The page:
We get a chance to thaw out a little later this month. The extended temperature outlook shows above normal temperatures January 22-28.
Back on January 9th I came across this frozen frog along the Theodore Wirth singletrack. I thought frogs hibernated deep into the soil during the winter but here this little buy was, frozen in time.
What happened? And how did the frog meet this fate? Minnesota Biological Survey herpetologist Carol Hall weighed in on this frog mystery. Here is her response:
"Well this is odd, and I suspect it will be an unsolved mystery. I’ve been sent pics of frogs out on lake ice in the winter (likely otter predation), but this is really unusual! Based on the silhouette and the site location, I suspect it is either a Northern Leopard Frog or a Green Frog. Both species overwinter in deep wetlands or lakes, or possibly a river/stream. It could have been dragged to the trail by a predator, but there is no way to tell if there was any open water nearby. In December there were periods where frogs were still active, but if the picture was taken recently it likely didn’t get there on its own!"
In looking back at the climate data I found that the air temperature in the two days prior to finding the frozen frog was above freezing at 34 degrees. In addition 1.5" of snow fell over that same period. This is when another fellow herpetologist, Aaron Crank, chimed in:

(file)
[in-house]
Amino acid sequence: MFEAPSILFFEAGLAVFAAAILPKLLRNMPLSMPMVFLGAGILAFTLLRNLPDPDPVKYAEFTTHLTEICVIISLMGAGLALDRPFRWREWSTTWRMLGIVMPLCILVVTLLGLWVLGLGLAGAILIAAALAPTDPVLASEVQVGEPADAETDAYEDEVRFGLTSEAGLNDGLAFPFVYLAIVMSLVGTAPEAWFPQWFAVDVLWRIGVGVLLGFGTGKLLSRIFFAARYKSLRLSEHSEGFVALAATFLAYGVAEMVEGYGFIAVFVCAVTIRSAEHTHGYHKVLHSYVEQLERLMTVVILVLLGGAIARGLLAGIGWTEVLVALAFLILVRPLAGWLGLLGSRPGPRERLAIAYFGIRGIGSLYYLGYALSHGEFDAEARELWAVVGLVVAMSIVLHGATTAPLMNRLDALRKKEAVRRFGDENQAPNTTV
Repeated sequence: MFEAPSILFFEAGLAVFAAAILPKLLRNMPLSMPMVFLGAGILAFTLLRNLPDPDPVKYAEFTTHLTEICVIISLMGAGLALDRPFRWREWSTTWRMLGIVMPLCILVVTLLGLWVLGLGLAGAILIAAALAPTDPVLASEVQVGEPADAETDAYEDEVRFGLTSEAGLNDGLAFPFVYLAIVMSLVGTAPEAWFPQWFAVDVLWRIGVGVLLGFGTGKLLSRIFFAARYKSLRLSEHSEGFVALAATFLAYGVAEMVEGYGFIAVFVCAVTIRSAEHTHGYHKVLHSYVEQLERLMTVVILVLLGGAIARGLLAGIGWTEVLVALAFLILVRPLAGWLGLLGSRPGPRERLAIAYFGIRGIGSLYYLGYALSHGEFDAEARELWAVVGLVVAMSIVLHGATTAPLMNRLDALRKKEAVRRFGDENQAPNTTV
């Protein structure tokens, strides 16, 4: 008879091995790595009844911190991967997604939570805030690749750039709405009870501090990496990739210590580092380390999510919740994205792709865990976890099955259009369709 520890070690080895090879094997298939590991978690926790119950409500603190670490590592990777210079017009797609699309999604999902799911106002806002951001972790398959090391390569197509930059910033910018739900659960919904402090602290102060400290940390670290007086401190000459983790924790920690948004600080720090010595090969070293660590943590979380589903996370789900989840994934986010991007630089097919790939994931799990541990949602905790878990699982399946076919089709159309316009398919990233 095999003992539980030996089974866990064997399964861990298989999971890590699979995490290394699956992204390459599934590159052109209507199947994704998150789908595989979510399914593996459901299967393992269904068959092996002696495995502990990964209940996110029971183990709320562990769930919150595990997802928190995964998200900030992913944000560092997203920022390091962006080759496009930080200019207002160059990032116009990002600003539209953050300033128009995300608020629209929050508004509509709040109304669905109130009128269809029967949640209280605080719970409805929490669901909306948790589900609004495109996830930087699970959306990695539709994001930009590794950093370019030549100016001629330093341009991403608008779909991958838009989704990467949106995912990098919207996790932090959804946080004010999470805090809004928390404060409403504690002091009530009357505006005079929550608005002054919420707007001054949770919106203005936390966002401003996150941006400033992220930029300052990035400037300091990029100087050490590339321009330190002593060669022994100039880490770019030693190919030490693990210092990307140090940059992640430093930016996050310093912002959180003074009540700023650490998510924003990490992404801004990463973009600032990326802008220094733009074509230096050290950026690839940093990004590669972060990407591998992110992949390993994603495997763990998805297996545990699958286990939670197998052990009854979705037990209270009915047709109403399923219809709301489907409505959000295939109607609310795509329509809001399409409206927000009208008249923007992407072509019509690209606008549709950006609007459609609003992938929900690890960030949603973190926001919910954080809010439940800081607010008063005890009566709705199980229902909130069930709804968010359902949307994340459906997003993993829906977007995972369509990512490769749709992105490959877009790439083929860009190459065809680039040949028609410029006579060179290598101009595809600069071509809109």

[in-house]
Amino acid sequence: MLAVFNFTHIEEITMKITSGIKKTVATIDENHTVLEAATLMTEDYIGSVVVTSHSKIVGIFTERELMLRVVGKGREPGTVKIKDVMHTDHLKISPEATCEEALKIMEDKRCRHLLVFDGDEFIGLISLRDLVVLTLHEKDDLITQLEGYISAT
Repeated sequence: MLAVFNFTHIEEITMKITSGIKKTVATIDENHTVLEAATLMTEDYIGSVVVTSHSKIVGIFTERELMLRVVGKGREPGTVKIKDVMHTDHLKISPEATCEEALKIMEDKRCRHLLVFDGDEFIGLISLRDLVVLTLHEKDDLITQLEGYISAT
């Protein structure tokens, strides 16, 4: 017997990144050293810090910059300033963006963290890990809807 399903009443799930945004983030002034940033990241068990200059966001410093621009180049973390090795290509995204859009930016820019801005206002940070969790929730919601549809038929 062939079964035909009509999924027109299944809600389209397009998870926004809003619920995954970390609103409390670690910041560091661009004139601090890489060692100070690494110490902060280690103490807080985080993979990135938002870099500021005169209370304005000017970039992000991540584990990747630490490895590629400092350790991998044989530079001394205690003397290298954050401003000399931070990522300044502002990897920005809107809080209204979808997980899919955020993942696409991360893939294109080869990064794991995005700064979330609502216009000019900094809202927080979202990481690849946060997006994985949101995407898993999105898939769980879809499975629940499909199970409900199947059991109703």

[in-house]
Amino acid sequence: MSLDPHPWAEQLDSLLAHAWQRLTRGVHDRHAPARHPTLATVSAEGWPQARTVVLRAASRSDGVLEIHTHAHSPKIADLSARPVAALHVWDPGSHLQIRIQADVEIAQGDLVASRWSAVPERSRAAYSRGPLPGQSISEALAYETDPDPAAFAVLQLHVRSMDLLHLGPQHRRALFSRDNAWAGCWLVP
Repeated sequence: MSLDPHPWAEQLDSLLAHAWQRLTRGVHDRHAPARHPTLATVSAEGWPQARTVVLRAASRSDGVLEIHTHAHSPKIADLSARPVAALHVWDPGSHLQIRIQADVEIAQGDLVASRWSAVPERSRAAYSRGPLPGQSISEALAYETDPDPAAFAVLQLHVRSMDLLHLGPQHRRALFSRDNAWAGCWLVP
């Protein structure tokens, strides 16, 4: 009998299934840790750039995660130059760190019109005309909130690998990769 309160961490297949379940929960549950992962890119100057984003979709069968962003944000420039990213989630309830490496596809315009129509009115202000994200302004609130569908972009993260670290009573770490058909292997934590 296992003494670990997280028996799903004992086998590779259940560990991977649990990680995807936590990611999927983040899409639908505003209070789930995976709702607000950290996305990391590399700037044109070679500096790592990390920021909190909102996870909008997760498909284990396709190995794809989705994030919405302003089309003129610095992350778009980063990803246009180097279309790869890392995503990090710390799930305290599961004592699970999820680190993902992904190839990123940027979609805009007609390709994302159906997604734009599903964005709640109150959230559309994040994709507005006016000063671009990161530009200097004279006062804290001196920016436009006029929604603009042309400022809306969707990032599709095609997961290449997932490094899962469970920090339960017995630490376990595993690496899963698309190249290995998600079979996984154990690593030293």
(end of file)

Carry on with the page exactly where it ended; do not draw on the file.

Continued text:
I would bet at this time the snow began to melt, the frog sensed this as an opportunity to head to a more suitable overwintering site. It was probably met by freezing temps that night and it may have slowed its locomotion to the point it stopped moving. Seems like it had frozen that night, and more snow has fallen to cover.
Fascinating! Hope you enjoyed this discovery as much as I did.
Does cycling infrastructure investment (like designated bike lanes) mirror gentrification and privilege? Researchers at McGill University and the University of Quebec in Montreal found "a bias towards increased cycling infrastructure in areas of privilege." The study looked at Chicago in particular where "neighborhoods with large white populations, or an influx of whites, were more likely to get these bike investments." But this raises an interesting point:
Do cities build this infrastructure where they believe people live who are likely to use it (or lobby for it)? Or does the creation of bike lanes attract certain people? Are bike lanes really a part of the process of neighborhood change, or a sign when it's underway? The researchers sidestep the answer by suggesting that gentrification and cycling infrastructure "mirror" each other in these two cities.
You can read more about this study and its findings in The Washington Post.
Can conditions be too cold to snow? You bet! There is a direct correlation between temperatures and the amount of water vapor the air can hold. When the temperature decreases the amount of water vapor the air can hold also decreases. In other words, the colder the air gets the lower the water vapor content. Still, under certain circumstances, heavy snow can occur in extremely cold conditions.
In the extended forecast expect a whole lot of cold with very little snow. A few, weak clippers may graze the area with a fresh coating but nothing more. Even colder air arrives this weekend. Some areas may not even break zero degrees for a high. Hang in there, this is the time we typically experience the coldest riding weather of the year!